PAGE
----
With the announcement of the list price for the Chevy Volt ($41,000 before tax breaks), the time has never been better to constructively talk about the electric infrastructure that will fuel the Volt and the electric cars of the future.  The Volt joins other mass-produced electric models that are starting to hit the market, including the Nissan Leaf and the Tesla.

What makes the electric car so tantalizing is that it can run on clean energy, and be responsible for far fewer emissions than traditional gas-powered vehicles.  The electricity that we use to power electric cars could come from wind, solar, hydroelectric, or nuclear energy, and never make a substantial contribution to carbon emissions.  Even if the electricity comes from coil and gas power plants, it is still more environmentally friendly than combustion engines, because centrally-generated power is more efficient.

While the question of where we will fuel these cars is tantamount, the question all-too-often glossed over is how to best fuel these cars.  We can measure fuel efficiency for gas-powered vehicles only by miles per gallon.  However, the electric car’s efficiency can be measured not only by how many miles it travels per volt, but also how efficient it is at utilizing the electric grid from which it receives its charge.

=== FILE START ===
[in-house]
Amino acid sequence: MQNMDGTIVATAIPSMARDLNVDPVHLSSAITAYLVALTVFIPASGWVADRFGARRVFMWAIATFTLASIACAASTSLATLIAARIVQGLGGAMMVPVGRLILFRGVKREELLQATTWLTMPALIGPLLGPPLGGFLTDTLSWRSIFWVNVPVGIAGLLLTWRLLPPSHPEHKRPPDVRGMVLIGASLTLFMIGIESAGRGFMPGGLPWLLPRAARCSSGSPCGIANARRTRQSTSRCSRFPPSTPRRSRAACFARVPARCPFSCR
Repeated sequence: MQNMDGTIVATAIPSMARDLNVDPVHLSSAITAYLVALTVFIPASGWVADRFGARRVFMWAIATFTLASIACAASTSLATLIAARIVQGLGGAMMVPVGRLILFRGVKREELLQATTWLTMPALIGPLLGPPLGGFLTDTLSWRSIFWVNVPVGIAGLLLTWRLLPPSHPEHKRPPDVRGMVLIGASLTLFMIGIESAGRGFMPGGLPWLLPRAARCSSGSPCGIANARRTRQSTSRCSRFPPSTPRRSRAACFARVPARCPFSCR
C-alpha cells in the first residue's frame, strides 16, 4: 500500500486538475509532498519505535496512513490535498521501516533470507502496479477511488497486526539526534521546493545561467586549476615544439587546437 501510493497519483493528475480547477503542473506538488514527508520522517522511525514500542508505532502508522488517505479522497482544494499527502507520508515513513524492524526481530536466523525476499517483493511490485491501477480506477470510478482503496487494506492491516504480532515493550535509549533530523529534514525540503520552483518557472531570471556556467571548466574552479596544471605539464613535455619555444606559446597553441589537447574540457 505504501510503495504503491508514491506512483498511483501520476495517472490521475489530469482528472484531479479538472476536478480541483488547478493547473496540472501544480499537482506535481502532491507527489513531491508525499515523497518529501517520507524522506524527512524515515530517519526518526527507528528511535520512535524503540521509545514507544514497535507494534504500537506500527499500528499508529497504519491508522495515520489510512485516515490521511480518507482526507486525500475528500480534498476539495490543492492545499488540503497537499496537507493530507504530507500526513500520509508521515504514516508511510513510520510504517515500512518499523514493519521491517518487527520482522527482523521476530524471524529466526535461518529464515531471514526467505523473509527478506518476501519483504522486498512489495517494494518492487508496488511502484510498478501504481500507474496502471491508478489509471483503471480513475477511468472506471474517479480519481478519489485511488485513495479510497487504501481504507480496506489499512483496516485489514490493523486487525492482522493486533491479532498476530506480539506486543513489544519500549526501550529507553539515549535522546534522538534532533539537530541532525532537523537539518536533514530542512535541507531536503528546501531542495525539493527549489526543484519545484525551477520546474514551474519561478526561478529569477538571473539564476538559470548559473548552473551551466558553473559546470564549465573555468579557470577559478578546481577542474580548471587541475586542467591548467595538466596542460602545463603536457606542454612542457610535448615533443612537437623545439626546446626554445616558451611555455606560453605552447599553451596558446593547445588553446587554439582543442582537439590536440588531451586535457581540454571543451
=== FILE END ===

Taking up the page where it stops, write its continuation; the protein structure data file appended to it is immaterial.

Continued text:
The idea for a smart charge has been formally proposed on General Electric’s Ecomagination Challenge, which is a $200 million competition to find the best new ideas on how to create, connect, and use a better electric grid.

“Charging electric cars at night is cheaper and cleaner than during the day because energy demand is lower. But what if you drive more in a day than your battery’s range? Software anticipates when you need power based on your driving habits and manages recharging.”

I encourage all of my readers to both check out the ideas and vote for this particular one because it exemplifies the ideals of the Transit Pass (registration and voting will take approximately 1 minute total).

A number of products already allow consumers and property owners to observe their electricity and other utility usage.  However, while these products may help people and institutions lower usage, they do not help advance efficient use.  The proposed idea would allow car users to fuel their cars most efficiently.

The software would help car users to fuel their cars at times when energy demand is lowest (typically at certain times at night) as well as how to make the most of mid-day re-charges.  This would be a boon both to the consumer as well as our overall energy use and overtaxed grid.  By charging when overall electricity demand is lowest, it takes some pressure off the grid during the day and allows electric companies to generate kilowatts on a more consistent basis over time.